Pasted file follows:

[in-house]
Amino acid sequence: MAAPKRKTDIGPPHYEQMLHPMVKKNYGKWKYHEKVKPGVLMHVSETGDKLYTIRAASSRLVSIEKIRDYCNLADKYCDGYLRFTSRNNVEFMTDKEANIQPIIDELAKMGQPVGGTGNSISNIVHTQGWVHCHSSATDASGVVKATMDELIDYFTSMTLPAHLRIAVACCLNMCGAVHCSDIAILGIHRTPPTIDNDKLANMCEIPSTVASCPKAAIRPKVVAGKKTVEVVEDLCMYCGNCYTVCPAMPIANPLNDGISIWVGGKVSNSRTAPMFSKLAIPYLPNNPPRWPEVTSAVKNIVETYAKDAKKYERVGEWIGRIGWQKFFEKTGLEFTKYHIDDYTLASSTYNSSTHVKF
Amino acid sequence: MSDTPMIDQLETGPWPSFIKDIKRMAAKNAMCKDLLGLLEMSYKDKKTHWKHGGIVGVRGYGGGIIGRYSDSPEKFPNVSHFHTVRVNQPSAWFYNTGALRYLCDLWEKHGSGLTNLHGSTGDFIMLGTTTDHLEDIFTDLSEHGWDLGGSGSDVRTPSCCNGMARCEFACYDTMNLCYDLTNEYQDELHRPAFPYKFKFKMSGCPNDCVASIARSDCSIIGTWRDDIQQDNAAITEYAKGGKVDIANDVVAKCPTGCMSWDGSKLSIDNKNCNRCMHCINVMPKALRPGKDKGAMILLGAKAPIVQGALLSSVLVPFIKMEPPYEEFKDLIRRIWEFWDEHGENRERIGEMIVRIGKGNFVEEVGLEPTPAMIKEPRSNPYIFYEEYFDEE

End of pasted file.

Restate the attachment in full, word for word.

[in-house]
Amino acid sequence: MAAPKRKTDIGPPHYEQMLHPMVKKNYGKWKYHEKVKPGVLMHVSETGDKLYTIRAASSRLVSIEKIRDYCNLADKYCDGYLRFTSRNNVEFMTDKEANIQPIIDELAKMGQPVGGTGNSISNIVHTQGWVHCHSSATDASGVVKATMDELIDYFTSMTLPAHLRIAVACCLNMCGAVHCSDIAILGIHRTPPTIDNDKLANMCEIPSTVASCPKAAIRPKVVAGKKTVEVVEDLCMYCGNCYTVCPAMPIANPLNDGISIWVGGKVSNSRTAPMFSKLAIPYLPNNPPRWPEVTSAVKNIVETYAKDAKKYERVGEWIGRIGWQKFFEKTGLEFTKYHIDDYTLASSTYNSSTHVKF
Amino acid sequence: MSDTPMIDQLETGPWPSFIKDIKRMAAKNAMCKDLLGLLEMSYKDKKTHWKHGGIVGVRGYGGGIIGRYSDSPEKFPNVSHFHTVRVNQPSAWFYNTGALRYLCDLWEKHGSGLTNLHGSTGDFIMLGTTTDHLEDIFTDLSEHGWDLGGSGSDVRTPSCCNGMARCEFACYDTMNLCYDLTNEYQDELHRPAFPYKFKFKMSGCPNDCVASIARSDCSIIGTWRDDIQQDNAAITEYAKGGKVDIANDVVAKCPTGCMSWDGSKLSIDNKNCNRCMHCINVMPKALRPGKDKGAMILLGAKAPIVQGALLSSVLVPFIKMEPPYEEFKDLIRRIWEFWDEHGENRERIGEMIVRIGKGNFVEEVGLEPTPAMIKEPRSNPYIFYEEYFDEE